Months ago, I was with friends from my childhood. We kept telling each other how we all looked the same, and in many ways we did, but we had also become adults, with grown children and aging parents.
When I told one friend she looked the same, she seemed surprised.
“The same but more… mature.” I said. I’m such an idiot. That’s not what I meant, but I didn’t know how to say what I meant in small talk, so it came out that she looked more mature. Why didn’t I just say she was more… beautiful?
“You mean I look old.” She laughed.
“No. No, that’s not what I meant.” Ugh!
So this is what I meant:
When I was younger, in my late twenties, I remember looking in the mirror and suddenly liking the way I looked. I had lost my childlike face and I started to look like a woman. I was pleased that I had “matured.”
Long story short, I thought my childhood friend looked the same only more beautiful. In fact, I think we all did! 🙂
We looked better, because we were better. Older, wiser, happier, better because we lived through the heartaches and loneliness. We lived through family and love. We lived through our goals and accomplishments. Good people getting better with age because of our experiences.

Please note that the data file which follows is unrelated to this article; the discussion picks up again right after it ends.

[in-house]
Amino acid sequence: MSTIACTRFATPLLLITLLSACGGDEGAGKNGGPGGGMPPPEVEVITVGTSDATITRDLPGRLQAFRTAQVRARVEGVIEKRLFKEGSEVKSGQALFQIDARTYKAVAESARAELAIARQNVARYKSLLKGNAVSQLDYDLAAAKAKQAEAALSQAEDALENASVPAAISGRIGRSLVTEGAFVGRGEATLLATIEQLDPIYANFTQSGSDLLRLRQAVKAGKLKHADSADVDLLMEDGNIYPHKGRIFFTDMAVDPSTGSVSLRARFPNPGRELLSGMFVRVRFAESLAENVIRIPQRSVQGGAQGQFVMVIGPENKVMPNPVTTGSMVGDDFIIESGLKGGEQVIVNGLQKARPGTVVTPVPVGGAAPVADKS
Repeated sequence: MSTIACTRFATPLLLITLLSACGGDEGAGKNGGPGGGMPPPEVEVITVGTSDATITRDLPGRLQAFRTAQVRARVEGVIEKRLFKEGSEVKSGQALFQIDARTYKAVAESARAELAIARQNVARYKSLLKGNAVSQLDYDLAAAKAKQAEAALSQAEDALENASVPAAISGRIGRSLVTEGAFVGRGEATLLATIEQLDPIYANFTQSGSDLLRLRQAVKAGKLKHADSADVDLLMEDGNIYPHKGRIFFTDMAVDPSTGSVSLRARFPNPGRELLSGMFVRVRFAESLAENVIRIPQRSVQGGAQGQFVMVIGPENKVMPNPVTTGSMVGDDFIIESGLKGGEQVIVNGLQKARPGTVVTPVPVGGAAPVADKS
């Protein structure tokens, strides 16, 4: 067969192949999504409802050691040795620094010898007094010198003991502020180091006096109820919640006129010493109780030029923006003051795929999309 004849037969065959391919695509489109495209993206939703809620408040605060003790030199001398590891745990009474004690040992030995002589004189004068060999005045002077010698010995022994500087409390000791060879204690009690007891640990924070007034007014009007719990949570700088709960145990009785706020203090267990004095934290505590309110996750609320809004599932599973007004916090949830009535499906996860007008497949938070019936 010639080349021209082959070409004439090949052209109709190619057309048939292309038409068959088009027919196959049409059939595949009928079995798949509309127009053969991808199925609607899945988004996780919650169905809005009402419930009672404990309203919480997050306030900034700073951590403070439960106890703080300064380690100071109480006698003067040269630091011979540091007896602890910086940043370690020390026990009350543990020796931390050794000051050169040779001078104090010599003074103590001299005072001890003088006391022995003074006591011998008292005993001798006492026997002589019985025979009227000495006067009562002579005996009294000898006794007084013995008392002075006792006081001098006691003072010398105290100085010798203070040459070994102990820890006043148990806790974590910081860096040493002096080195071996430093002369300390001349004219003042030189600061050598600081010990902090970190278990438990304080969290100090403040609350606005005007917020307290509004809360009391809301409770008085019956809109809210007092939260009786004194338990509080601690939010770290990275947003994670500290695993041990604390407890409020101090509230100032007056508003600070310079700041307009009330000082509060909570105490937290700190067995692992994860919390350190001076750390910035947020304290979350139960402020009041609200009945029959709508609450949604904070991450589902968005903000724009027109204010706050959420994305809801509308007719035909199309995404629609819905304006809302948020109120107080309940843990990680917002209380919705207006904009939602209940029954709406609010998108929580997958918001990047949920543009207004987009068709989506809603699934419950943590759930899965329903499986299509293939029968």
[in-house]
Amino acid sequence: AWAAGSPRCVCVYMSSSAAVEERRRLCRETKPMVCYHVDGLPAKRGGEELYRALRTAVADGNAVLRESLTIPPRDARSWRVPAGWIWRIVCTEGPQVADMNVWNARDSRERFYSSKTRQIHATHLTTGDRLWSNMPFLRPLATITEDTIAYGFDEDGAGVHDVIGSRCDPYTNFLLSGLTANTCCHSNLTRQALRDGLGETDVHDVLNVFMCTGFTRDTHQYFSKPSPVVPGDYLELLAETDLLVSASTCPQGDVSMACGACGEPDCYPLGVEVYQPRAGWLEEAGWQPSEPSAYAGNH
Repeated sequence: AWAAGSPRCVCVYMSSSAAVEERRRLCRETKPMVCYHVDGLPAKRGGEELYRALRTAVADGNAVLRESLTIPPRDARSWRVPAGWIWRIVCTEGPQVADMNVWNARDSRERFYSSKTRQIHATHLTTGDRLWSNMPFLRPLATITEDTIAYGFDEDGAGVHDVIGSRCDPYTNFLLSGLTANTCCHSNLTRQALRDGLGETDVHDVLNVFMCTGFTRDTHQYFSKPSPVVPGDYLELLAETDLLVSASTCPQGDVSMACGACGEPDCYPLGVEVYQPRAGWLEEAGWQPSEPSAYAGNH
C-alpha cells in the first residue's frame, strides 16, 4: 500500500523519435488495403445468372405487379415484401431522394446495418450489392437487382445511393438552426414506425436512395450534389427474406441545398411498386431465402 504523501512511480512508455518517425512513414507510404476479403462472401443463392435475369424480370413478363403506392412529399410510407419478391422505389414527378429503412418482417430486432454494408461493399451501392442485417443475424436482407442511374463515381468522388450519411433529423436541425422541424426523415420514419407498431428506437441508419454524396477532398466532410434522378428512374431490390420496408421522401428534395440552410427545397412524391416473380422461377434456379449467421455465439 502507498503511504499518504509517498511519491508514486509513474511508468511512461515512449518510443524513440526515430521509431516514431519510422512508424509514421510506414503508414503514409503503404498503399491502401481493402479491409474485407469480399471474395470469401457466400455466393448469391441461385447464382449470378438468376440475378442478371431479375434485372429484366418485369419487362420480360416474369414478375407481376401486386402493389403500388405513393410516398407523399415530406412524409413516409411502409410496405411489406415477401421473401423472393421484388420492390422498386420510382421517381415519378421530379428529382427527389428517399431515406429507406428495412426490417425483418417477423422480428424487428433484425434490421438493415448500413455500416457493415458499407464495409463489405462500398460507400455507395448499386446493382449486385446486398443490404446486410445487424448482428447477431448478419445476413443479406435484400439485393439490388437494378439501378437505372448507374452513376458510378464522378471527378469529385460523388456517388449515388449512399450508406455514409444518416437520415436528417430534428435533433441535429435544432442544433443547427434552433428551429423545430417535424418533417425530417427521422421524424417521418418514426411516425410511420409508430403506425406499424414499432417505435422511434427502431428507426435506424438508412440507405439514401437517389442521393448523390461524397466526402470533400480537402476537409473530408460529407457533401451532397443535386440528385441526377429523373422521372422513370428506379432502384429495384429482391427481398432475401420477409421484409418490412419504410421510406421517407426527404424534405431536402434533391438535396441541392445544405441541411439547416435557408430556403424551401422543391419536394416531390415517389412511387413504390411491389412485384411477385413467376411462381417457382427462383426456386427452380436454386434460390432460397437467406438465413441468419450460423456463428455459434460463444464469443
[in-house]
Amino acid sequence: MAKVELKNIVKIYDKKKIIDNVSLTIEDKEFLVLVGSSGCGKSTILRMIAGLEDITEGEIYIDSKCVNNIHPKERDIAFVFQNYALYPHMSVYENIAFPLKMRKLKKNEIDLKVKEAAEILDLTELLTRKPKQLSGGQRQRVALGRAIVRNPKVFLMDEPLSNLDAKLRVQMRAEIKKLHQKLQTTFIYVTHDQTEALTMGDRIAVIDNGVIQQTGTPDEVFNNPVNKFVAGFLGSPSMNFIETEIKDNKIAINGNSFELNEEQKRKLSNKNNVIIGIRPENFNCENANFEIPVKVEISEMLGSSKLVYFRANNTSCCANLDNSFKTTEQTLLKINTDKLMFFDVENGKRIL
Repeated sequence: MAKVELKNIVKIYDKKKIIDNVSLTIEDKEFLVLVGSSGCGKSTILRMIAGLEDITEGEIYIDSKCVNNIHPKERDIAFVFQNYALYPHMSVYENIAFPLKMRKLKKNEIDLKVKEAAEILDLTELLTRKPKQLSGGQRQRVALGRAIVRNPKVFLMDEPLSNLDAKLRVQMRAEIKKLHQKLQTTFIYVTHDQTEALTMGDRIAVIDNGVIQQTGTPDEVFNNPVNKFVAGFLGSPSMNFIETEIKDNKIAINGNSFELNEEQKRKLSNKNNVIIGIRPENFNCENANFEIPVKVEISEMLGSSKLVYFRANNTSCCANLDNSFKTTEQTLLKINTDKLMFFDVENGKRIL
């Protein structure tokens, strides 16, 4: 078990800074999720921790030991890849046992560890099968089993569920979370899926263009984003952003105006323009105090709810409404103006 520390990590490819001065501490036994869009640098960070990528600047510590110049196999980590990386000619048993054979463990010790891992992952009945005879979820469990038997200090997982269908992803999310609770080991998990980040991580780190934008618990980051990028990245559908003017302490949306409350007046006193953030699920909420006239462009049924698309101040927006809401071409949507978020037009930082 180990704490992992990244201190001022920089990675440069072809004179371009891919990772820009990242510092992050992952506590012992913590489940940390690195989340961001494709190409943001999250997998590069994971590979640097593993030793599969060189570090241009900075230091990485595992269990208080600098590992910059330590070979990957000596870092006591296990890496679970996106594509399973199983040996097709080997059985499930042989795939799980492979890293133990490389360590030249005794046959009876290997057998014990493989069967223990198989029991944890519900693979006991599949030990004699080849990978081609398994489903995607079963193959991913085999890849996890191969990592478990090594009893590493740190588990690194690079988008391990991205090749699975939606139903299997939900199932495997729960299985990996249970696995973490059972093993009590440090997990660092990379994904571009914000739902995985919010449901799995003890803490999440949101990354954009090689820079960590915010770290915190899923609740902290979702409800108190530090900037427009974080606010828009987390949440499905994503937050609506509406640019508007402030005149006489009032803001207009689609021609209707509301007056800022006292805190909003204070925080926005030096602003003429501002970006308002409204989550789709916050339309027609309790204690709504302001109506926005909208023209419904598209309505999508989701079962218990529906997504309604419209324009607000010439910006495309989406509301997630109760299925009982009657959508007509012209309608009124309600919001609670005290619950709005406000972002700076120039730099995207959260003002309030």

I recently had lunch with a friend and she said that at this point in her life, she is going to speak her mind. She is going to put herself first. She is going to be who she is and not apologize for it.
I cheered her on.
It was time to update my photo for my website, blog, Facebook, etc. So I had a friend snap a few photos and I picked a couple I liked. I’m now in the process of changing all my online profile pictures to this new one (above). It feels good to update and truthfully, I was starting to fear that if people saw me in public (at a book signing or an event) they wouldn’t recognize me. 🙂